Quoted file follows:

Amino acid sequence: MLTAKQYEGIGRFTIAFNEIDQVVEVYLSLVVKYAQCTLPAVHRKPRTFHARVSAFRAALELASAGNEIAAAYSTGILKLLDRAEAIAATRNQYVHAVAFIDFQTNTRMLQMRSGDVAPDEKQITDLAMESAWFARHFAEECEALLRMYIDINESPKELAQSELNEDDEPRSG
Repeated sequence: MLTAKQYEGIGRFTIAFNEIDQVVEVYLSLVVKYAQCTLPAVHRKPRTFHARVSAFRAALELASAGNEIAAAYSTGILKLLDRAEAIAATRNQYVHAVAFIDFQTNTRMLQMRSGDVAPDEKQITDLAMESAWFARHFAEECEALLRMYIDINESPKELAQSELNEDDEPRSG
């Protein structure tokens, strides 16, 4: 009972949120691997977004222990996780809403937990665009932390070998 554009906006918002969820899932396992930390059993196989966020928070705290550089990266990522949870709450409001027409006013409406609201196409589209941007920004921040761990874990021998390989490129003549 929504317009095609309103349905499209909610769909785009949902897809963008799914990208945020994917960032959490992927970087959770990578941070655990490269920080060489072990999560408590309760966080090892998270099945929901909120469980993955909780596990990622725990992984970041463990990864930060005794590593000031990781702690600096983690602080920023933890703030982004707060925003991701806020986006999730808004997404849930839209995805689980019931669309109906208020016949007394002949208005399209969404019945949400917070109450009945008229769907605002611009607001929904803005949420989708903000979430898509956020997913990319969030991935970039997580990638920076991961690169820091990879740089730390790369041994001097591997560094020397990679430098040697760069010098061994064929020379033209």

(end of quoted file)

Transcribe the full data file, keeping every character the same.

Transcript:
Amino acid sequence: MLTAKQYEGIGRFTIAFNEIDQVVEVYLSLVVKYAQCTLPAVHRKPRTFHARVSAFRAALELASAGNEIAAAYSTGILKLLDRAEAIAATRNQYVHAVAFIDFQTNTRMLQMRSGDVAPDEKQITDLAMESAWFARHFAEECEALLRMYIDINESPKELAQSELNEDDEPRSG
Repeated sequence: MLTAKQYEGIGRFTIAFNEIDQVVEVYLSLVVKYAQCTLPAVHRKPRTFHARVSAFRAALELASAGNEIAAAYSTGILKLLDRAEAIAATRNQYVHAVAFIDFQTNTRMLQMRSGDVAPDEKQITDLAMESAWFARHFAEECEALLRMYIDINESPKELAQSELNEDDEPRSG
């Protein structure tokens, strides 16, 4: 009972949120691997977004222990996780809403937990665009932390070998 554009906006918002969820899932396992930390059993196989966020928070705290550089990266990522949870709450409001027409006013409406609201196409589209941007920004921040761990874990021998390989490129003549 929504317009095609309103349905499209909610769909785009949902897809963008799914990208945020994917960032959490992927970087959770990578941070655990490269920080060489072990999560408590309760966080090892998270099945929901909120469980993955909780596990990622725990992984970041463990990864930060005794590593000031990781702690600096983690602080920023933890703030982004707060925003991701806020986006999730808004997404849930839209995805689980019931669309109906208020016949007394002949208005399209969404019945949400917070109450009945008229769907605002611009607001929904803005949420989708903000979430898509956020997913990319969030991935970039997580990638920076991961690169820091990879740089730390790369041994001097591997560094020397990679430098040697760069010098061994064929020379033209």